: Priming the oil pump



chacenbra
11-21-09, 10:11 PM
Well the head gasket job from HELL is coming to an end (I hope), I'll give you the short version of my story,

in June of 08 I bought a beautiful 99 DeVille with 125k miles on it I put 5000 miles on it between June and October, everything was great, then about 3 weeks before Halloween I was heading to home depot to get decorations and my car over heated, so I went through the motions replacing the thermostat, water pump, radiator etc. ended up taking it to the dealer and they said it was the head gaskets I loved the car way to much to get rid of it, so I began ponying up funds to do the job myself.

Pulled the motor for the first time in November of 08 got the gaskets replaced put the motor back in started the car and oil began dumping out of the half case (to this day I have NO idea why) :banghead:
Pulled the motor back out and sealed the half case (again) put the motor back in hit the key KNOCK KNOCK KNOCK, no oil pressure. :banghead: :banghead:
Dropped the cradle out again found out that a small (like microscopic almost) pebble had got in the oil pump and scored the pump "housing" also 1 of the T chain tensioner s had gone out, so I replaced that as well as my TCC. :banghead: :banghead: :banghead:

Now the motor is back in again and is pretty much ready to start, all I need to do is hook the exhaust up AND.... *prime the oil pump* now I know that you either need to pack the oil pump or double fill the oil and run the car for a few seconds, now I'm wondering if I can just manually turn the crank a few times to prime the pump, or maybe just crank the motor (without the plug wires hooked up) I'm just trying to find the most risk free way to do this because as you can see I have had ALOT of problems with this car.

Sorry for the long post guys but thank you for all the help and patience you have givin me

smooththg6969
11-22-09, 07:58 AM
im not quite sure about this but I think you just pull the plug supplying power to the ignition module try to start the car(it wont start) and let the engine turn over a few times. don't take my word for wait on a second opinion.

Submariner409
11-22-09, 10:12 AM
Put 11 quarts of oil in the crankcase, check everything, and start the car. DO NOT rev it up. As soon as the oil light goes out or your oil pressure gauge reads Normal or 40+ pounds, shut down and drain the oil to the proper 7.5 quart level: halfway up the dipstick hashmark. Now start up and check everything again and try to go for a half hour drive on flat roads at a steady speed of 45 -50. Come home, shut down, let the engine cool, check everything including coolant and oil level. Later, check the transmission fluid level with the engine running in P because there will be NO fluid on the dipstick with the engine off: the transmission is a dry sump unit.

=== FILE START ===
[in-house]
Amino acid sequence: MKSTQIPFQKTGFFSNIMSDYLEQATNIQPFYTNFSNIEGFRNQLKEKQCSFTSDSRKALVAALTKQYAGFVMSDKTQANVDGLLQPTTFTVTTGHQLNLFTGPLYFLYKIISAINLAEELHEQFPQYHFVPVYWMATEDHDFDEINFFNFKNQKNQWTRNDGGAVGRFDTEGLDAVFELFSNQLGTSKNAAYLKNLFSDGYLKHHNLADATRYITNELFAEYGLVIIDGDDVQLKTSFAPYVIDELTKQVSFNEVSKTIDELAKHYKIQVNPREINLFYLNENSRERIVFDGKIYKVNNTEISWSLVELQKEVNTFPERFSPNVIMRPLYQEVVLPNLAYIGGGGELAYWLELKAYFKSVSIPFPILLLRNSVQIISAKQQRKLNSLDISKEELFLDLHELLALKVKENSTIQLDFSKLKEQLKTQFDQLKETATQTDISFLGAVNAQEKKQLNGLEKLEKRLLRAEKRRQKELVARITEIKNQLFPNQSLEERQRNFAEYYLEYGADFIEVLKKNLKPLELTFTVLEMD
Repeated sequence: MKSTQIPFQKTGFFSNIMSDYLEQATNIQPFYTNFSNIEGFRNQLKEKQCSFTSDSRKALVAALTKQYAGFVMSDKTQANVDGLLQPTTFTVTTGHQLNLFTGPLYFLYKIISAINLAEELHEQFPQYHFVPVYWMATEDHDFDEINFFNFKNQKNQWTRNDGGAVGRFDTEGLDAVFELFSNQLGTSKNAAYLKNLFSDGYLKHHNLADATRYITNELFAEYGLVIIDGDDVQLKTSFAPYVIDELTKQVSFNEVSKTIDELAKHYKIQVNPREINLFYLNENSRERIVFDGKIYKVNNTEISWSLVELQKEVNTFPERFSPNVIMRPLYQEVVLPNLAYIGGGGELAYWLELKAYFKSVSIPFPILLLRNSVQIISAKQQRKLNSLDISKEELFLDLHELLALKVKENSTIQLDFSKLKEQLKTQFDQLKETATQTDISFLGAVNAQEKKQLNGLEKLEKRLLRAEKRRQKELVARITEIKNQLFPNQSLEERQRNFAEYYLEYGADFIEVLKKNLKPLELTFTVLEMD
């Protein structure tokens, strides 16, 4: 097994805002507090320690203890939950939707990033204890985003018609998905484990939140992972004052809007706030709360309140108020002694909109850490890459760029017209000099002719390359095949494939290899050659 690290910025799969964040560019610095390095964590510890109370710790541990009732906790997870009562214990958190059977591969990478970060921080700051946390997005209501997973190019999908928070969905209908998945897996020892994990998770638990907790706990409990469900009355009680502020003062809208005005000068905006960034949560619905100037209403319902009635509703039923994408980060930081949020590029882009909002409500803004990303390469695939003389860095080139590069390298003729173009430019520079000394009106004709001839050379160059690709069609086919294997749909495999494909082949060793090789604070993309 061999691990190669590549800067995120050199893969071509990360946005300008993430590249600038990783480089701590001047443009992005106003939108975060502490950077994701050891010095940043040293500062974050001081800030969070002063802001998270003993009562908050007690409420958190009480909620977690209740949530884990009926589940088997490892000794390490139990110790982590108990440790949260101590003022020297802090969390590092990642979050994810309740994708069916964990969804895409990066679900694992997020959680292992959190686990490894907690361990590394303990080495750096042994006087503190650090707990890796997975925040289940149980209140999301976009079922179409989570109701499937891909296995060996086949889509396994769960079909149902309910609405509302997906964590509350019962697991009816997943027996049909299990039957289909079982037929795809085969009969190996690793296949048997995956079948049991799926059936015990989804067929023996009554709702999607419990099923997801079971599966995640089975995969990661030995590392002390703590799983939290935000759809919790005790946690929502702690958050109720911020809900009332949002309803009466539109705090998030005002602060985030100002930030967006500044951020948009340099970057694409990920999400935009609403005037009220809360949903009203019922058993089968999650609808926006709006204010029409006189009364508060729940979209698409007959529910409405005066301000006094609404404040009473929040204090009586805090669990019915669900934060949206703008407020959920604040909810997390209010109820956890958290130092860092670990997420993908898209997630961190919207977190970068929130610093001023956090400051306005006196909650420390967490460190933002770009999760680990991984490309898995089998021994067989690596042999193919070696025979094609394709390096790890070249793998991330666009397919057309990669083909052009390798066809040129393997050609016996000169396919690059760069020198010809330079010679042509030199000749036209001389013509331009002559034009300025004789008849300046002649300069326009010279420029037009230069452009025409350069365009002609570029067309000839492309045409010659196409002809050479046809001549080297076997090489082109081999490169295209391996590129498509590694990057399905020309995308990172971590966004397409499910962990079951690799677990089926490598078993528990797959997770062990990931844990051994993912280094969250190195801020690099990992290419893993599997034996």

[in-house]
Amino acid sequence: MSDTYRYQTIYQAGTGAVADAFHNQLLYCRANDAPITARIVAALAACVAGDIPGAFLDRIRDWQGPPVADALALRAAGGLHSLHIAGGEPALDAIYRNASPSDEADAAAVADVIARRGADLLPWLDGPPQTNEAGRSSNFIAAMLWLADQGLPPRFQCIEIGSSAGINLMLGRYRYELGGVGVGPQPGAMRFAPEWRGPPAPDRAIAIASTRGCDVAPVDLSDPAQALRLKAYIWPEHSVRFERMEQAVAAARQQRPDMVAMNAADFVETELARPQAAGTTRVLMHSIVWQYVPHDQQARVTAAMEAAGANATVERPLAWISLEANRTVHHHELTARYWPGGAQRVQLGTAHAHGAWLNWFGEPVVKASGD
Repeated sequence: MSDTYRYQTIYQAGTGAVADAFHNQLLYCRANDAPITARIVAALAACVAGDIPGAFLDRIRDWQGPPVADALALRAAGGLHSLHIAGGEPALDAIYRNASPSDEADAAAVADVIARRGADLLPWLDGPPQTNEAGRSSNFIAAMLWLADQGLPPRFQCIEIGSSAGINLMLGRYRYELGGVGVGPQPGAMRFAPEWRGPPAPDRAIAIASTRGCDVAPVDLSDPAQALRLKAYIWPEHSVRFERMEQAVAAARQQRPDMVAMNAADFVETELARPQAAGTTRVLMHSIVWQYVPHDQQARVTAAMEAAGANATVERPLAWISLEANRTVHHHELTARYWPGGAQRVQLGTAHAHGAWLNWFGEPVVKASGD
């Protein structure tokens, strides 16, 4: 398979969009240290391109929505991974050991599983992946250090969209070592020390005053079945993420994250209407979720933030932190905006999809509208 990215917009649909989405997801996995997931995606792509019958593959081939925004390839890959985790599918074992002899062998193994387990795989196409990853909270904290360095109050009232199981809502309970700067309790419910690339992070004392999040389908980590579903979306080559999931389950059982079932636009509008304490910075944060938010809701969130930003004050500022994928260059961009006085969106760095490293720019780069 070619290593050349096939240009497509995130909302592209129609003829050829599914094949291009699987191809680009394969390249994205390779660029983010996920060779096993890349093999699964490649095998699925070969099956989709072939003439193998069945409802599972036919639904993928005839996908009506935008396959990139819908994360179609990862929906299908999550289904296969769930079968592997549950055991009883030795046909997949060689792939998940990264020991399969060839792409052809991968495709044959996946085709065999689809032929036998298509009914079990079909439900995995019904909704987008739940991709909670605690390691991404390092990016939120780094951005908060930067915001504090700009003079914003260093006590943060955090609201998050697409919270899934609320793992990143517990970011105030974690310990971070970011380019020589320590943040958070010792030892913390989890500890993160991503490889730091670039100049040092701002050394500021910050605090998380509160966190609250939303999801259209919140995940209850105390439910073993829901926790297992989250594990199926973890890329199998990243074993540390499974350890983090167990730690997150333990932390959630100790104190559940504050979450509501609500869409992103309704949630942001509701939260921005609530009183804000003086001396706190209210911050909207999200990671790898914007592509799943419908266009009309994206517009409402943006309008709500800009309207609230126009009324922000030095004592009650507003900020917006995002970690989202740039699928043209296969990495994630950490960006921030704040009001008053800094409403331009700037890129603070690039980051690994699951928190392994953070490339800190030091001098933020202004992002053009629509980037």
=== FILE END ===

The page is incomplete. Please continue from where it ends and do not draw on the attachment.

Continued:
MrEldo97
11-22-09, 11:32 AM
I've always packed my oil pumps with petroleum jelly to prime them. Works like a charm every time.

chacenbra
11-22-09, 01:16 PM
Put 11 quarts of oil in the crankcase, check everything, and start the car. DO NOT rev it up. As soon as the oil light goes out or your oil pressure gauge reads Normal or 40+ pounds, shut down and drain the oil to the proper 7.5 quart level: halfway up the dipstick hashmark. Now start up and check everything again and try to go for a half hour drive on flat roads at a steady speed of 45 -50. Come home, shut down, let the engine cool, check everything including coolant and oil level. Later, check the transmission fluid level with the engine running in P because there will be NO fluid on the dipstick with the engine off: the transmission is a dry sump unit.

So I do have to start the car? I cant just crank it over... Okay wish me luck!

Submariner409
11-22-09, 01:45 PM
The problem arises with the Northstar oil pump: it's a gerotor style, not positive displacement meshed gear style, so it requires a liquid filled suction tube as the pump will not pick up oil if dry. The pump is above the oil level in the pan, not submerged like most, so the pickup tube has a ball check valve in it to prevent the pump's losing prime. The oil overfill is the cure for a Northstar which has lost prime due to a dirt chip under the check valve - the overfill floods the pump, the oil flows, removes the chip, and you then drain down to normal level.

Ranger
11-22-09, 06:15 PM
I'm not sure if 11 qts is enough. The Guru always said 16.

32vmonte
11-22-09, 06:46 PM
I filled my new pump with oil and worked it around before I installed it. When I went to start the car I used a hand pump in a jug of oil and pumped it into the oil cooler lines. I also filled the oil filter up all the way before installation. I pumped about 3 quarts into the cooler line then gave up cause i was making a mess. It worked great tho.